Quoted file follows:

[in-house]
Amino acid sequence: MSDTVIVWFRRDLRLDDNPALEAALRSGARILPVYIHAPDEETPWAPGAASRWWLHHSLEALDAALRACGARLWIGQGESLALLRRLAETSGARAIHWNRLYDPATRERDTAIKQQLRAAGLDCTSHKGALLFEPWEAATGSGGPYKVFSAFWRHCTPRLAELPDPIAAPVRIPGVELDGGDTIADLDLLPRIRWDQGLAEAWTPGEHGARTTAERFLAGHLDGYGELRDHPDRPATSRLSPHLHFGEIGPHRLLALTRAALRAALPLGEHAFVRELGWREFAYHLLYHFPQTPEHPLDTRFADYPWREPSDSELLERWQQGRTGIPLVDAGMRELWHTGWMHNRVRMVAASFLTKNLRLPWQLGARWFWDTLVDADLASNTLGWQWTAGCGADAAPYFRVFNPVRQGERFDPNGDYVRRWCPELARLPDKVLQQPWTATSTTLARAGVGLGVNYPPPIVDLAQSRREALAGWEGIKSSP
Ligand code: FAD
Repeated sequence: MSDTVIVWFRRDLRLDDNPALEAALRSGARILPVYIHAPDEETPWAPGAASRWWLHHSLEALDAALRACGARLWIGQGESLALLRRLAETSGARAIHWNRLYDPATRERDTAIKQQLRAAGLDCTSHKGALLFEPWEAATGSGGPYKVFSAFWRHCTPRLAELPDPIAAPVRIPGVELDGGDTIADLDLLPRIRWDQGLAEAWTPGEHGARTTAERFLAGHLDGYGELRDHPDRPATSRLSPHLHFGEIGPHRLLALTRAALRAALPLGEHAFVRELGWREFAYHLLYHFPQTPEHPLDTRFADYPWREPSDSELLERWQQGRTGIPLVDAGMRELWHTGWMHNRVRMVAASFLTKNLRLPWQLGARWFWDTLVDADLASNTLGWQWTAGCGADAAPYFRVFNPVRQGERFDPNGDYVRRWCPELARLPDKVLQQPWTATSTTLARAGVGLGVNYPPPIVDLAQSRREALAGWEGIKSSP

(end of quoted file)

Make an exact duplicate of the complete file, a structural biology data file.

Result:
[in-house]
Amino acid sequence: MSDTVIVWFRRDLRLDDNPALEAALRSGARILPVYIHAPDEETPWAPGAASRWWLHHSLEALDAALRACGARLWIGQGESLALLRRLAETSGARAIHWNRLYDPATRERDTAIKQQLRAAGLDCTSHKGALLFEPWEAATGSGGPYKVFSAFWRHCTPRLAELPDPIAAPVRIPGVELDGGDTIADLDLLPRIRWDQGLAEAWTPGEHGARTTAERFLAGHLDGYGELRDHPDRPATSRLSPHLHFGEIGPHRLLALTRAALRAALPLGEHAFVRELGWREFAYHLLYHFPQTPEHPLDTRFADYPWREPSDSELLERWQQGRTGIPLVDAGMRELWHTGWMHNRVRMVAASFLTKNLRLPWQLGARWFWDTLVDADLASNTLGWQWTAGCGADAAPYFRVFNPVRQGERFDPNGDYVRRWCPELARLPDKVLQQPWTATSTTLARAGVGLGVNYPPPIVDLAQSRREALAGWEGIKSSP
Ligand code: FAD
Repeated sequence: MSDTVIVWFRRDLRLDDNPALEAALRSGARILPVYIHAPDEETPWAPGAASRWWLHHSLEALDAALRACGARLWIGQGESLALLRRLAETSGARAIHWNRLYDPATRERDTAIKQQLRAAGLDCTSHKGALLFEPWEAATGSGGPYKVFSAFWRHCTPRLAELPDPIAAPVRIPGVELDGGDTIADLDLLPRIRWDQGLAEAWTPGEHGARTTAERFLAGHLDGYGELRDHPDRPATSRLSPHLHFGEIGPHRLLALTRAALRAALPLGEHAFVRELGWREFAYHLLYHFPQTPEHPLDTRFADYPWREPSDSELLERWQQGRTGIPLVDAGMRELWHTGWMHNRVRMVAASFLTKNLRLPWQLGARWFWDTLVDADLASNTLGWQWTAGCGADAAPYFRVFNPVRQGERFDPNGDYVRRWCPELARLPDKVLQQPWTATSTTLARAGVGLGVNYPPPIVDLAQSRREALAGWEGIKSSP